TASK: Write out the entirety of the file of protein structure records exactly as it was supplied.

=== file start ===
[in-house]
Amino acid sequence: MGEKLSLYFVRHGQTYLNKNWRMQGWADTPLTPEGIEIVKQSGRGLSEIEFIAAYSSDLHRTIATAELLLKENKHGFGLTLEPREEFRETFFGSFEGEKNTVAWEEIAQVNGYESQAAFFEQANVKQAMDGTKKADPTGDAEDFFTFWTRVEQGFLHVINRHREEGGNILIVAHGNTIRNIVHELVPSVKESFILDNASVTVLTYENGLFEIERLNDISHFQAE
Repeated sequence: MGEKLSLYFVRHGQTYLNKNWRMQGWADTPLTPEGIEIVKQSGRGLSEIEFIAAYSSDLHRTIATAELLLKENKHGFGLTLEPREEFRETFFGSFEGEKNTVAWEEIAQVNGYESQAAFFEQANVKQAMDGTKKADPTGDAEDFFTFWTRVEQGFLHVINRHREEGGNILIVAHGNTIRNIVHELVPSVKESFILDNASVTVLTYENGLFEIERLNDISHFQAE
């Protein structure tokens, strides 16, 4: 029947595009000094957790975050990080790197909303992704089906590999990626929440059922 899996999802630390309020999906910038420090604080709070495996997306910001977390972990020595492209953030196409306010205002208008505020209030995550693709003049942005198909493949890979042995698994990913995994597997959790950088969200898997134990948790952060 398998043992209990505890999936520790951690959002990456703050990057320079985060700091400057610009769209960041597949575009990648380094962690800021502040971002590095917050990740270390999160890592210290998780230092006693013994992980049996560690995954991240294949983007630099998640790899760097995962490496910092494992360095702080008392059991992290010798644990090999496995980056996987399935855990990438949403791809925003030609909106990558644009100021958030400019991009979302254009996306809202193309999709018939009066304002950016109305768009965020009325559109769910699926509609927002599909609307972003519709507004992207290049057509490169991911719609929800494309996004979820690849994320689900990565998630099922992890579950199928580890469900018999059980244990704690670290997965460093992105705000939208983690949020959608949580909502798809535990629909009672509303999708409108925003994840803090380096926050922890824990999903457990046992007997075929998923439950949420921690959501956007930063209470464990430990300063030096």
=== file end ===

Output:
[in-house]
Amino acid sequence: MGEKLSLYFVRHGQTYLNKNWRMQGWADTPLTPEGIEIVKQSGRGLSEIEFIAAYSSDLHRTIATAELLLKENKHGFGLTLEPREEFRETFFGSFEGEKNTVAWEEIAQVNGYESQAAFFEQANVKQAMDGTKKADPTGDAEDFFTFWTRVEQGFLHVINRHREEGGNILIVAHGNTIRNIVHELVPSVKESFILDNASVTVLTYENGLFEIERLNDISHFQAE
Repeated sequence: MGEKLSLYFVRHGQTYLNKNWRMQGWADTPLTPEGIEIVKQSGRGLSEIEFIAAYSSDLHRTIATAELLLKENKHGFGLTLEPREEFRETFFGSFEGEKNTVAWEEIAQVNGYESQAAFFEQANVKQAMDGTKKADPTGDAEDFFTFWTRVEQGFLHVINRHREEGGNILIVAHGNTIRNIVHELVPSVKESFILDNASVTVLTYENGLFEIERLNDISHFQAE
């Protein structure tokens, strides 16, 4: 029947595009000094957790975050990080790197909303992704089906590999990626929440059922 899996999802630390309020999906910038420090604080709070495996997306910001977390972990020595492209953030196409306010205002208008505020209030995550693709003049942005198909493949890979042995698994990913995994597997959790950088969200898997134990948790952060 398998043992209990505890999936520790951690959002990456703050990057320079985060700091400057610009769209960041597949575009990648380094962690800021502040971002590095917050990740270390999160890592210290998780230092006693013994992980049996560690995954991240294949983007630099998640790899760097995962490496910092494992360095702080008392059991992290010798644990090999496995980056996987399935855990990438949403791809925003030609909106990558644009100021958030400019991009979302254009996306809202193309999709018939009066304002950016109305768009965020009325559109769910699926509609927002599909609307972003519709507004992207290049057509490169991911719609929800494309996004979820690849994320689900990565998630099922992890579950199928580890469900018999059980244990704690670290997965460093992105705000939208983690949020959608949580909502798809535990629909009672509303999708409108925003994840803090380096926050922890824990999903457990046992007997075929998923439950949420921690959501956007930063209470464990430990300063030096």